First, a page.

As Hurricane Irma, a powerful Category 5 storm swirled out in the Atlantic, Cuba kept a watchful eye on how near its future track would take it to the island and instituted its first phase of preparations on Tuesday.
So far Cuban officials and media have been pretty low key about the approach of Irma even though Cuba has a reputation for efficiency in hurricane preparations. In contrast, Florida Gov. Rick Scott declared a state of emergency for all 67 of Florida’s counties Monday evening well in advance of the hurricane.
The National Civil Defense Staff instituted its so-called informative phase of operations for the provinces of Guantánamo, Santiago de Cuba, Granma, Holguín, Las Tunas, Camagüey, Ciego de Ávila, Sancti Spíritus, Cienfuegos, Villa Clara y Matanzas at 3 p.m. Tuesday and said state and economic entities and provincial social organizations should begin to undertake measures outlined in their disaster reduction plans.
The Civil Defense Staff also said that residents of the Havana and Mayabeque provinces should pay close attention to information from Cuba’s Institute of Meteorology (INSMET).
In comments on the website of Granma, the official newspaper of the Communist Party, some Cubans wondered why Cuba had not undertaken more aggressive preparations already. Was it because the meteorology institute was so sure that Irma’s path wouldn’t affect Cuba, they asked, or should Cuba be making preparations such as collecting as much of the rice harvest and other crops as possible and evacuating tourist areas in the cays along the north coast.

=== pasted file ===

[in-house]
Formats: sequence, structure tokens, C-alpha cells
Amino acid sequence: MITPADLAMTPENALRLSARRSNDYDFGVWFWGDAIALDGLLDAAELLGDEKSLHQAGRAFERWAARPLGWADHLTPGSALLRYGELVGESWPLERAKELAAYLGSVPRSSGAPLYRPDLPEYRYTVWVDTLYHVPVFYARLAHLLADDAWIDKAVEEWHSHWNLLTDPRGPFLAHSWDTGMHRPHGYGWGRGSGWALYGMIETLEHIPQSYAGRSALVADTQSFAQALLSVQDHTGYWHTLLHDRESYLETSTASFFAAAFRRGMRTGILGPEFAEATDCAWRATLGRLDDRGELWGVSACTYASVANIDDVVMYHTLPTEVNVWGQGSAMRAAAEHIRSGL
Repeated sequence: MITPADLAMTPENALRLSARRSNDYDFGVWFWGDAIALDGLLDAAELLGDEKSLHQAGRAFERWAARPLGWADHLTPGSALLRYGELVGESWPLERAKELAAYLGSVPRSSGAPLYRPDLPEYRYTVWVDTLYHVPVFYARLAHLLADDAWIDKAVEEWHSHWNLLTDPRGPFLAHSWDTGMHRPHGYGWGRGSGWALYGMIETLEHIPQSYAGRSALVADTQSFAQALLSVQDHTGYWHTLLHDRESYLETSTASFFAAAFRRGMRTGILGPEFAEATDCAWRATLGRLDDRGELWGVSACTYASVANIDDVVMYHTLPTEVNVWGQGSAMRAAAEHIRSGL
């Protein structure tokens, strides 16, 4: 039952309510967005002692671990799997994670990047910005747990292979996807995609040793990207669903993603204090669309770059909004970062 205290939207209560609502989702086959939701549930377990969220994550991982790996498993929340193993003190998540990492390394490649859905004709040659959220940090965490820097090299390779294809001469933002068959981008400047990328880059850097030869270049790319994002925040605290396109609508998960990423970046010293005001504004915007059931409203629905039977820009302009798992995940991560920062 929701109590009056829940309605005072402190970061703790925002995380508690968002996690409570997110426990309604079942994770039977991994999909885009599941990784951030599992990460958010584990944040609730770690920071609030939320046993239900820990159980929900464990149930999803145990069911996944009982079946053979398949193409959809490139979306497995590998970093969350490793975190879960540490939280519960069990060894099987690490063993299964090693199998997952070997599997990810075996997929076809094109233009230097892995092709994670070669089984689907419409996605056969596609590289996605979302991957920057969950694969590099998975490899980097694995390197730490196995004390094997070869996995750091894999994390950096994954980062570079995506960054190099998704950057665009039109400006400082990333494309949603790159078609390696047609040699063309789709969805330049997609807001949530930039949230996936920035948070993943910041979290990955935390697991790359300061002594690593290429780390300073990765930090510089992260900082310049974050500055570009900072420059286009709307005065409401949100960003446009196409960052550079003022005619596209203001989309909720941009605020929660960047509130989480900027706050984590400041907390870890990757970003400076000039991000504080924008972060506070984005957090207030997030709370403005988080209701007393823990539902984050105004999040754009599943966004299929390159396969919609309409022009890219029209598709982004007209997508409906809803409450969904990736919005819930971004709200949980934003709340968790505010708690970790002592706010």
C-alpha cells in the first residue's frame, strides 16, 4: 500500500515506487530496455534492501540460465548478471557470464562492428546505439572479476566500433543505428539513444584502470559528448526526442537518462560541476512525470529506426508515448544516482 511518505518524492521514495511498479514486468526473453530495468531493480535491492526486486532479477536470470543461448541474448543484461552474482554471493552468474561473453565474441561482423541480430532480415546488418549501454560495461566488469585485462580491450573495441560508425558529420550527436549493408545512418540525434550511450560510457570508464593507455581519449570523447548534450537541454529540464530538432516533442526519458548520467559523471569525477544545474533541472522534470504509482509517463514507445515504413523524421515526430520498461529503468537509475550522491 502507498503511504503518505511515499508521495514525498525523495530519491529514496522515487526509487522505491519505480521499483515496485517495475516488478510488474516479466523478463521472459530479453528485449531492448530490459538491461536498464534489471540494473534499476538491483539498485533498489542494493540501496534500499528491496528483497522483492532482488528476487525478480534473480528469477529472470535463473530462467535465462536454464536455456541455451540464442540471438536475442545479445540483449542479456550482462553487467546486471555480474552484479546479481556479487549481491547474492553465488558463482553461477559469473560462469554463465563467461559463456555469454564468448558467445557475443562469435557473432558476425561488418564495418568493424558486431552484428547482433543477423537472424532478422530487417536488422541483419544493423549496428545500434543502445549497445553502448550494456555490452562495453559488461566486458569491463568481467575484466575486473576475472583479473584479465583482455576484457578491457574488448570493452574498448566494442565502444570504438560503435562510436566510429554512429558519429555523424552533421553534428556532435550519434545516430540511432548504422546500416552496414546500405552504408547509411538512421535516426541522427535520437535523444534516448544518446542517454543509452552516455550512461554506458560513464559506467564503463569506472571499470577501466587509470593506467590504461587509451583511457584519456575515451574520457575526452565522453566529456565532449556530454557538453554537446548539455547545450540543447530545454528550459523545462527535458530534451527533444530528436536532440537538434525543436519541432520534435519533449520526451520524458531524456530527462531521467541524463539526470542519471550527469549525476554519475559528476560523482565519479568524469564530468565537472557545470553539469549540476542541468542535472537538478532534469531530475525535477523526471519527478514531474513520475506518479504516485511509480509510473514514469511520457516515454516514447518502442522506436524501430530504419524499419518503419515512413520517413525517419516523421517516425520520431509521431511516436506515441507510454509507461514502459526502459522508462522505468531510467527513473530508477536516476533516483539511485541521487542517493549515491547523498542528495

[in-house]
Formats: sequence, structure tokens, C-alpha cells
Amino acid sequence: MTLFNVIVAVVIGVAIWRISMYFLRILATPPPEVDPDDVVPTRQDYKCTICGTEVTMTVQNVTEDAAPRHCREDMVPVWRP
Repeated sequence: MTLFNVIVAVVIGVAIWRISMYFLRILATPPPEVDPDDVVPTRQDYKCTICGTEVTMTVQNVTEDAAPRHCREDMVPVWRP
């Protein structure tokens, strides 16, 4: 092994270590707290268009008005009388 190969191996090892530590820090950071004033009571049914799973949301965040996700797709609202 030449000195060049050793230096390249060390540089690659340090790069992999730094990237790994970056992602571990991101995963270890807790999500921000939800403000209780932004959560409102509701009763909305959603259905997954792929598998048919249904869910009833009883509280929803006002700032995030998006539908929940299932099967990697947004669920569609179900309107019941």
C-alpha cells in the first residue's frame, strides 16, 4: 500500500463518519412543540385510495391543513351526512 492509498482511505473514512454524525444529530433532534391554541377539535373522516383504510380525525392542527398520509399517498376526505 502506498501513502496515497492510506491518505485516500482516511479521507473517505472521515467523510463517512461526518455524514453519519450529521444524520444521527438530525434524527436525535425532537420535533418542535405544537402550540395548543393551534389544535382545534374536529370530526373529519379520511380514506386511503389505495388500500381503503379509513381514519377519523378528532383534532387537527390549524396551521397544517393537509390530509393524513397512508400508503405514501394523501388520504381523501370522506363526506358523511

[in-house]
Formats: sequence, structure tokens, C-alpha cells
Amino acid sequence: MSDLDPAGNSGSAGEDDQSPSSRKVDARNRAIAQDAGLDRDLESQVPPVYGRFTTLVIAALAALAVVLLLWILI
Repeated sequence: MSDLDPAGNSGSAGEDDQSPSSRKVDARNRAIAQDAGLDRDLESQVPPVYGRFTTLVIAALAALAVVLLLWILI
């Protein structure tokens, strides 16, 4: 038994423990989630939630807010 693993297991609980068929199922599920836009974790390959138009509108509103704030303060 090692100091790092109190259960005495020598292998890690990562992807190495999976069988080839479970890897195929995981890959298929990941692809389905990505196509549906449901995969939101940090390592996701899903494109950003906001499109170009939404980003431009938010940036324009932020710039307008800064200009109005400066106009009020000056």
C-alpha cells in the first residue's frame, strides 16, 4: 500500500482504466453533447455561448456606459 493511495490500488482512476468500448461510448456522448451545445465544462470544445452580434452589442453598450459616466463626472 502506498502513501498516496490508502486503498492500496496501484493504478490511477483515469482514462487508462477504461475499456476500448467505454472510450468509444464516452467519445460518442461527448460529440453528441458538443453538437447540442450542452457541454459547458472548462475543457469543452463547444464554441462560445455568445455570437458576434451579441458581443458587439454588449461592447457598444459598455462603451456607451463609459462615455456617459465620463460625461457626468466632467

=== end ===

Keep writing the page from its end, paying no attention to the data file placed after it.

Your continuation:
INSMET noted that September is typically one of the rainiest months in Cuba, but this year large sections of the country are experiencing drought.
Although South Florida escaped the brunt of Hurricane Matthew last October, it walloped Cuba’s easternmost tip. With highest sustained winds of 140 mph, Matthew came ashore in a sparsely populated area. Although little Cuban territory was in the path of Matthew, it caused extensive damage in Baracoa when 10 to 13 foot waves crashed ashore and streamed through the streets of the picturesque town of 82,000 people
Neighborhoods up to three blocks from the sea were reduced to rubble, mudslides damaged other homes and a partially collapsed bridge over the Toa River limited access to historic Baracoa, one of the oldest settlements in Cuba. Maisí and Imía in far eastern Cuba also sustained heavy damage from heavy rain and flooding. Hundreds of thousands of people were evacuated as the storm approached and no deaths were reported as a result of Matthew.